The trailer also embraces a key aspect of the film’s imagery: animals. (The green-band trailer makes no mention of the fact that the college is for veterinary medicine.) So, after a cryptic cold open where a young woman on a quiet country road causes a car to crash into a tree, we get surreal shots of a cow on a table in a lecture hall; a tranquilized horse getting its mouth pried open with a vise; and a roomful of cattle on gurneys about to be dissected. The effect is disorienting, and climaxes when the freshman class is drenched in animal blood.
At that point, the two trailers fall into sync, with the liver-eating sequence shown in almost the exact same way. But there’s one sharp difference: in the red-band trailer, when the girl vomits, the moment is followed by an additional shot that reveals a fellow student smiling as she watches her puke. (Yikes!)
The next section of the trailer shows the girl furiously scratching rashes on her arm and pelvis, then freaking out in bed, which leads into the graphic card announcing the director’s name; and then a haunting shot of the girl walking down an eerily lit hallway is followed by the laurel card. The implication: the director’s reputation and the film’s acclaim is based on body-horror tropes and a hyper-stylized visual production. We are definitely not in general-audience green-band territory.
The best part of the trailer happens now: after showing the girl ogle a shirtless boy playing soccer, the sequence then flutter-cuts shots of her smelling and biting into that rare chicken breast. Instead of using shots of her literally eating human flesh, the trailer very strongly yet artfully suggests it.
The next sequence uses a few shots from the green-band trailer of the girl kissing her reflection and being sexually assertive at a party — but it now brings back the flutter-cutting again, this time to parallel her unleashed animalistic desire with shots of a horse running on a treadmill.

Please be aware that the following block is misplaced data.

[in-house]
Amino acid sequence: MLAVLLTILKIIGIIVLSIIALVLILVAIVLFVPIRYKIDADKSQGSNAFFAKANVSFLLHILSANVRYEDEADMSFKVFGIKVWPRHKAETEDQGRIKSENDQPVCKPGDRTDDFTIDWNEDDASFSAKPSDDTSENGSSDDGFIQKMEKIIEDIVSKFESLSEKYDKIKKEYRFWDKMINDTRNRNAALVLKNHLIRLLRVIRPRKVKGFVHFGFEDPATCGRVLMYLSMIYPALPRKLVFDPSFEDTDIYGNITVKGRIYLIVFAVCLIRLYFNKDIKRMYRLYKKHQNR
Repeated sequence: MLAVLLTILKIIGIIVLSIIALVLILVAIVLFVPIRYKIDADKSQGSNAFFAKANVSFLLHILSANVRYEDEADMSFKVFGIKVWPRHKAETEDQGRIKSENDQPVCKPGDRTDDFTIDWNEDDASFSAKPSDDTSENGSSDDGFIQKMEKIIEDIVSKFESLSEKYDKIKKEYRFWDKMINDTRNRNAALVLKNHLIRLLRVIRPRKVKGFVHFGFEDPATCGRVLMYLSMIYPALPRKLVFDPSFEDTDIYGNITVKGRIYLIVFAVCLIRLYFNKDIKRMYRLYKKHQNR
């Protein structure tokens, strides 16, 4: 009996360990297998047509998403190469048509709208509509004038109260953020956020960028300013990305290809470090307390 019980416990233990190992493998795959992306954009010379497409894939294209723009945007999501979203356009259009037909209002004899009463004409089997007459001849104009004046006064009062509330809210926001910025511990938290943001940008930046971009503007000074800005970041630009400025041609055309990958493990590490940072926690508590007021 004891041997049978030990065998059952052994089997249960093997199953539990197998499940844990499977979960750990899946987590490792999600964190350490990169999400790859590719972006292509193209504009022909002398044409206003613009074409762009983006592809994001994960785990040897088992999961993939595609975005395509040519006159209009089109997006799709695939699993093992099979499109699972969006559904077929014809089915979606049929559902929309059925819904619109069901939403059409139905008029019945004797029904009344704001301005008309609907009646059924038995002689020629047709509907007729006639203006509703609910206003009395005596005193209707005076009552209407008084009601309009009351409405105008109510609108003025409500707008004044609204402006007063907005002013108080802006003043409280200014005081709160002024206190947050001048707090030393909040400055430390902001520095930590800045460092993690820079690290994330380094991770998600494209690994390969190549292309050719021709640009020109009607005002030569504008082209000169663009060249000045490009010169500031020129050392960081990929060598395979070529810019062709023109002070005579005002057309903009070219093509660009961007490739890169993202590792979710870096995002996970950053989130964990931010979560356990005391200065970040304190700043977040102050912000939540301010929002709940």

The last leg of the trailer really jacks up the creep factor (an old man laughing, shots of the girl looking haggard flutter-cut with shots of embalmed animal fetuses, the girl licking blood off her hand) while graphic cards with one-word critic quotes are interspersed throughout.
And right after we see a big pair of open scissors between the girl’s legs, plus quick shots of dead skin being peeled off her body, there’s one last quote: “A deliciously fevered stew of nightmare fuel.” That nightmare climaxes with a savage coital montage ending on that shot of the girl biting her arm and drawing blood. But no moan of pleasure for her — it’s as though the red-band doesn’t want to give the girl any sense of satisfaction.
Both Raw trailers are very effective, but in different ways for different purposes. The one common element they do share, though, is the fact that no dialogue is used. No dialogue, no subtitles. And, therefore, no one will know it’s a foreign language film. What a pity (and how very sobering) to think that, despite all the jolting aspects of this horror film, Focus World believes that the French language is what will really scare away viewers.